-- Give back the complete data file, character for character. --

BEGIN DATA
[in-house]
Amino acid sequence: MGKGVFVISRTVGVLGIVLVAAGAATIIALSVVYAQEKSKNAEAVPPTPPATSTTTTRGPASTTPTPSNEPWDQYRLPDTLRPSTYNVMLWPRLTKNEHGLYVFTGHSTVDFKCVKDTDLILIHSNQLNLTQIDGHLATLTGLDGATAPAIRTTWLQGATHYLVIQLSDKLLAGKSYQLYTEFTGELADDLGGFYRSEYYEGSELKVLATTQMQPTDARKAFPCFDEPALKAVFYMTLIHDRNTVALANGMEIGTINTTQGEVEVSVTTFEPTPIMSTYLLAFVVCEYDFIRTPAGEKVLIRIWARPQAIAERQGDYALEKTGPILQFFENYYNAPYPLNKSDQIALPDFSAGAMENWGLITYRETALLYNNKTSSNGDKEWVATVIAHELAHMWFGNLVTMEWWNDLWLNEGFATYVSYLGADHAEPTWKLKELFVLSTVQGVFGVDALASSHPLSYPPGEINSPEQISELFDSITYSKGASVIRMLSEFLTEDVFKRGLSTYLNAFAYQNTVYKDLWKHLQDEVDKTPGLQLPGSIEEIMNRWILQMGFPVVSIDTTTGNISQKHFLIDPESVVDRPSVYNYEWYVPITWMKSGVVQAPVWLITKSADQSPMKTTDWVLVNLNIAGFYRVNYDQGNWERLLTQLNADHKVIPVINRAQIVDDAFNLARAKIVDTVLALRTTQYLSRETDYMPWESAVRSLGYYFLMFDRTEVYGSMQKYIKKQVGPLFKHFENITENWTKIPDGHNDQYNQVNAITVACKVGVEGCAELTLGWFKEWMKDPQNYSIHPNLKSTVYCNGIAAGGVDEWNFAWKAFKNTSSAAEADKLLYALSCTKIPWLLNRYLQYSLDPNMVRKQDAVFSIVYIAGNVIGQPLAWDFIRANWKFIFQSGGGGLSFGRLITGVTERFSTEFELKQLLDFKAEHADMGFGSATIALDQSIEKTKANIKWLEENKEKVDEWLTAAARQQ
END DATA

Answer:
[in-house]
Amino acid sequence: MGKGVFVISRTVGVLGIVLVAAGAATIIALSVVYAQEKSKNAEAVPPTPPATSTTTTRGPASTTPTPSNEPWDQYRLPDTLRPSTYNVMLWPRLTKNEHGLYVFTGHSTVDFKCVKDTDLILIHSNQLNLTQIDGHLATLTGLDGATAPAIRTTWLQGATHYLVIQLSDKLLAGKSYQLYTEFTGELADDLGGFYRSEYYEGSELKVLATTQMQPTDARKAFPCFDEPALKAVFYMTLIHDRNTVALANGMEIGTINTTQGEVEVSVTTFEPTPIMSTYLLAFVVCEYDFIRTPAGEKVLIRIWARPQAIAERQGDYALEKTGPILQFFENYYNAPYPLNKSDQIALPDFSAGAMENWGLITYRETALLYNNKTSSNGDKEWVATVIAHELAHMWFGNLVTMEWWNDLWLNEGFATYVSYLGADHAEPTWKLKELFVLSTVQGVFGVDALASSHPLSYPPGEINSPEQISELFDSITYSKGASVIRMLSEFLTEDVFKRGLSTYLNAFAYQNTVYKDLWKHLQDEVDKTPGLQLPGSIEEIMNRWILQMGFPVVSIDTTTGNISQKHFLIDPESVVDRPSVYNYEWYVPITWMKSGVVQAPVWLITKSADQSPMKTTDWVLVNLNIAGFYRVNYDQGNWERLLTQLNADHKVIPVINRAQIVDDAFNLARAKIVDTVLALRTTQYLSRETDYMPWESAVRSLGYYFLMFDRTEVYGSMQKYIKKQVGPLFKHFENITENWTKIPDGHNDQYNQVNAITVACKVGVEGCAELTLGWFKEWMKDPQNYSIHPNLKSTVYCNGIAAGGVDEWNFAWKAFKNTSSAAEADKLLYALSCTKIPWLLNRYLQYSLDPNMVRKQDAVFSIVYIAGNVIGQPLAWDFIRANWKFIFQSGGGGLSFGRLITGVTERFSTEFELKQLLDFKAEHADMGFGSATIALDQSIEKTKANIKWLEENKEKVDEWLTAAARQQ